I've always had a difficult time with the concept of an emergency fund. I probably should have started an emergency fund before I purchased my first home, but I put all my savings into my first home purchase. In recent years, my family has turned our dedicated emergency fund into a "fun money" account. I recently read an article by Faith and Finance about overusing emergency funds. I could relate because I rarely if ever use money from my emergency fund for actual emergencies. In fact, I have a difficult time figuring out what counts as a "need" and what counts as a "want." If someone in the family has a sense of urgency about a particular purchase, I interpret that as a "need." However, the article made me think about how I can not only build, but keep my fully-funded emergency fund in tact.
Posing as emergencies
I can avoid draining our emergency fund if I differentiate between real emergencies and things that are merely posing as financial emergencies. For example, if I lost my job I'd have every right to raid my emergency fund. However, just because I suffered a small pay cut doesn't mean I need to dip into savings. I just need to cut back on my trips to the coffee shop.
Preparing for the predicable
I shouldn't have to dip into my savings for predictable expenses. When it comes to paying for car repairs, vacations, utilities and the mortgage, I use our checking account. I no longer move money from the savings to the checking in order to cover our predictable, regular expenses. One way I overcame the temptation was to open an emergency savings account through a different bank.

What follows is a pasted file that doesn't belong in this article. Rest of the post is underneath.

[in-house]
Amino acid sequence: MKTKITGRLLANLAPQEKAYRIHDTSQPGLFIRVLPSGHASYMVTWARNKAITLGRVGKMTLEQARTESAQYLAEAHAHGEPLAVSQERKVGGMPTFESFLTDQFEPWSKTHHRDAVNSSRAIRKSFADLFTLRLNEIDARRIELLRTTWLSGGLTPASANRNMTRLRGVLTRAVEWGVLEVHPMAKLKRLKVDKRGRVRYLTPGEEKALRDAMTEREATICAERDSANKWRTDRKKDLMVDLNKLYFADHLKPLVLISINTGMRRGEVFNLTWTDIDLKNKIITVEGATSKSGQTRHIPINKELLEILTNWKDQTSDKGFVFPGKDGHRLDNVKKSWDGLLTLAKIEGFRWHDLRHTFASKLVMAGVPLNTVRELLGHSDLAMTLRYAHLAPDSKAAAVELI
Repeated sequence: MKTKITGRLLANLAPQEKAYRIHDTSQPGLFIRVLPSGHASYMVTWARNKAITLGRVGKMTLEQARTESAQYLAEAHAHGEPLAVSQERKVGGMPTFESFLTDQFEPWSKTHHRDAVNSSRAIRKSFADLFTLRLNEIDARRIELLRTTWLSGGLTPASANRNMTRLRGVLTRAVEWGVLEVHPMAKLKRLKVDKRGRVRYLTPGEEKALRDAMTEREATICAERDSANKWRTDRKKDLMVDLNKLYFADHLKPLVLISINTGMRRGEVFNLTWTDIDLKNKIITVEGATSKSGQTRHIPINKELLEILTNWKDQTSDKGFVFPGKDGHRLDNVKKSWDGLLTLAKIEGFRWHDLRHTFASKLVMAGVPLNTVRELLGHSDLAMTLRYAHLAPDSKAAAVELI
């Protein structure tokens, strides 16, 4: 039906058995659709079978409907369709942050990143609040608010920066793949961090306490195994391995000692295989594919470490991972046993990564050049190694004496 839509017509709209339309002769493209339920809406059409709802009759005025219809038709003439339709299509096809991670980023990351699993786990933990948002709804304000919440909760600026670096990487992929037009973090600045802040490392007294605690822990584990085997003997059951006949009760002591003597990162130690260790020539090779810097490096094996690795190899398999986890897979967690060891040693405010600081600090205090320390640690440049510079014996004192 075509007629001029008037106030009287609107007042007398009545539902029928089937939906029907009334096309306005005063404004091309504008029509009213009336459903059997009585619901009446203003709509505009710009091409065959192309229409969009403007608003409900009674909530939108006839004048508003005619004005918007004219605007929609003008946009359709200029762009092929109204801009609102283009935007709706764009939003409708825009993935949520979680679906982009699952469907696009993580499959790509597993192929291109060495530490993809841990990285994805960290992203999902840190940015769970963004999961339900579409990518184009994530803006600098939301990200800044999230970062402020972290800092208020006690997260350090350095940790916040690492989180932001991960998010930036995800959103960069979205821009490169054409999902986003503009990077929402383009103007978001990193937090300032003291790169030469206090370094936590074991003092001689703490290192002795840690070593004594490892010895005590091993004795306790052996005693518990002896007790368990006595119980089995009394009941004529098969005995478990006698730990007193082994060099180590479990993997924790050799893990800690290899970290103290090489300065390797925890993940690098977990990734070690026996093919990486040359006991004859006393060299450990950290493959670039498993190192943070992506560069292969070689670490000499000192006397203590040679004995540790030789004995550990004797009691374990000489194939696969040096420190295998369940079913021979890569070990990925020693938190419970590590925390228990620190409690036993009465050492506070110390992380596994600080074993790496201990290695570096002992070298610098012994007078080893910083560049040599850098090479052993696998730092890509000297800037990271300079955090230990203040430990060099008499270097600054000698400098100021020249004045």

Staying out of debt
Getting into debt can hamper an emergency fund since I tap the rainy-day fund rather than pay interest charges to banks. I've found using credit cards completely undermines my efforts to maintain an emergency savings account. Instead of relying on credit cards, I decline myself when I want to spend too much money on frivolous things. I no longer eat out or go to the movies if I have to use a credit card.
Increasing my limit
Instead of increasing my credit card limit, I try to increase my emergency fund. I started with a goal of having just $1,000 in emergency savings. I later boosted my goal to $10,000, but dipped into it. After replenishing my emergency account, I raised my goal to $12,000. I think about our financial situation when setting a goal. Experts say people need at least 6 to 9 months of living expenses in their rainy-day funds. However, I also want enough money to replace my vehicle if it is no longer drivable.
One of the best tips I've heard is to treat the emergency fund contributions as a bill. I tell myself I have to pay the $300 bill every month so that my emergency fund will be strong enough to support us during a financial storm.
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